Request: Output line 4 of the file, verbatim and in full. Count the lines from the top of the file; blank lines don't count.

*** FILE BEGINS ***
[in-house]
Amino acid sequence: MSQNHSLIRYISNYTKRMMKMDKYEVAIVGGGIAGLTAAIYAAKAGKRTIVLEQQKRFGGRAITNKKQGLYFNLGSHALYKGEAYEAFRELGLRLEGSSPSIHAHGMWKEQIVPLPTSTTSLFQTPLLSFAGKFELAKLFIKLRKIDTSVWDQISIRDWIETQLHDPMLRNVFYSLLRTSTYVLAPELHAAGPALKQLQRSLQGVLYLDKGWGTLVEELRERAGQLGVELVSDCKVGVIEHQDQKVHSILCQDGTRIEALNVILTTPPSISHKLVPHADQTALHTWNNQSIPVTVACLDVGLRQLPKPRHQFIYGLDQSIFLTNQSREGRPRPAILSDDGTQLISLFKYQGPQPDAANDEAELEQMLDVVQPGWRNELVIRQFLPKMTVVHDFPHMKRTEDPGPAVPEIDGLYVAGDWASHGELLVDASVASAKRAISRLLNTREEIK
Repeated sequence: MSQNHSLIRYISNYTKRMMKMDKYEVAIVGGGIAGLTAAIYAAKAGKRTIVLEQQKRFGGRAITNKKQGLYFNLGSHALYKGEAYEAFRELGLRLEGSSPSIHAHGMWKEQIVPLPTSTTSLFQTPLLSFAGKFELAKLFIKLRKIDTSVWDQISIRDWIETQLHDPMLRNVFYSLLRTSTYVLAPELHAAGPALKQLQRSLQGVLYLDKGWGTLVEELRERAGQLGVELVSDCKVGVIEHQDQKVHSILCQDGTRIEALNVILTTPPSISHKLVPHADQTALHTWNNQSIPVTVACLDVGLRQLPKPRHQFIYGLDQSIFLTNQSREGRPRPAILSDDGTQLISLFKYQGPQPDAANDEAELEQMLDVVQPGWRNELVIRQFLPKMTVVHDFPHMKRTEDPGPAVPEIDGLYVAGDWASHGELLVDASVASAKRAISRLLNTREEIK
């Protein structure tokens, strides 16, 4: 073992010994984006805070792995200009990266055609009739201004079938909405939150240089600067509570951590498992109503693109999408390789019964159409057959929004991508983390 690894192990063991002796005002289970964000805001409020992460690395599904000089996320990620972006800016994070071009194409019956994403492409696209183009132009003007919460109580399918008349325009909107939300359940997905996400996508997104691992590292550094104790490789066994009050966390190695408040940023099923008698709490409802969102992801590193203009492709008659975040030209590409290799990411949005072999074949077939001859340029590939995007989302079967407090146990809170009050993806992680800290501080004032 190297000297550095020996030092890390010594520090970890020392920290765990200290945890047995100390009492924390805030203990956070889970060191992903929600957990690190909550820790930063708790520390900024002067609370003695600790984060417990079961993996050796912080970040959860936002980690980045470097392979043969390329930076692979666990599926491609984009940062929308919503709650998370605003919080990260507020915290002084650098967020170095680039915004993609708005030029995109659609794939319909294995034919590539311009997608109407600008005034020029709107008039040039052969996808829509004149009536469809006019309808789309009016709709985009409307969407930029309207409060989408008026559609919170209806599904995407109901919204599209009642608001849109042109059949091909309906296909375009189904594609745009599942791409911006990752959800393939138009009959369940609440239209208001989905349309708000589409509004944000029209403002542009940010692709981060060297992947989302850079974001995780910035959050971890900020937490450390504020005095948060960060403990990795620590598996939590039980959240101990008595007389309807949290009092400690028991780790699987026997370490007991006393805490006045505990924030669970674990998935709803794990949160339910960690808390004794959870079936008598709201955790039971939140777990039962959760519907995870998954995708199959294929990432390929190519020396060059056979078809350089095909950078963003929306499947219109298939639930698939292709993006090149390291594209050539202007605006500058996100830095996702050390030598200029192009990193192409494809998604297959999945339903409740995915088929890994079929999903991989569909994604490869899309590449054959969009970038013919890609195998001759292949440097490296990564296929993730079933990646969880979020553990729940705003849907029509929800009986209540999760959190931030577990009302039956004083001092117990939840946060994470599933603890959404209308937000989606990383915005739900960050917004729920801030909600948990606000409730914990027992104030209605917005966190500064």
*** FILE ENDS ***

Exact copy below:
């Protein structure tokens, strides 16, 4: 073992010994984006805070792995200009990266055609009739201004079938909405939150240089600067509570951590498992109503693109999408390789019964159409057959929004991508983390 690894192990063991002796005002289970964000805001409020992460690395599904000089996320990620972006800016994070071009194409019956994403492409696209183009132009003007919460109580399918008349325009909107939300359940997905996400996508997104691992590292550094104790490789066994009050966390190695408040940023099923008698709490409802969102992801590193203009492709008659975040030209590409290799990411949005072999074949077939001859340029590939995007989302079967407090146990809170009050993806992680800290501080004032 190297000297550095020996030092890390010594520090970890020392920290765990200290945890047995100390009492924390805030203990956070889970060191992903929600957990690190909550820790930063708790520390900024002067609370003695600790984060417990079961993996050796912080970040959860936002980690980045470097392979043969390329930076692979666990599926491609984009940062929308919503709650998370605003919080990260507020915290002084650098967020170095680039915004993609708005030029995109659609794939319909294995034919590539311009997608109407600008005034020029709107008039040039052969996808829509004149009536469809006019309808789309009016709709985009409307969407930029309207409060989408008026559609919170209806599904995407109901919204599209009642608001849109042109059949091909309906296909375009189904594609745009599942791409911006990752959800393939138009009959369940609440239209208001989905349309708000589409509004944000029209403002542009940010692709981060060297992947989302850079974001995780910035959050971890900020937490450390504020005095948060960060403990990795620590598996939590039980959240101990008595007389309807949290009092400690028991780790699987026997370490007991006393805490006045505990924030669970674990998935709803794990949160339910960690808390004794959870079936008598709201955790039971939140777990039962959760519907995870998954995708199959294929990432390929190519020396060059056979078809350089095909950078963003929306499947219109298939639930698939292709993006090149390291594209050539202007605006500058996100830095996702050390030598200029192009990193192409494809998604297959999945339903409740995915088929890994079929999903991989569909994604490869899309590449054959969009970038013919890609195998001759292949440097490296990564296929993730079933990646969880979020553990729940705003849907029509929800009986209540999760959190931030577990009302039956004083001092117990939840946060994470599933603890959404209308937000989606990383915005739900960050917004729920801030909600948990606000409730914990027992104030209605917005966190500064």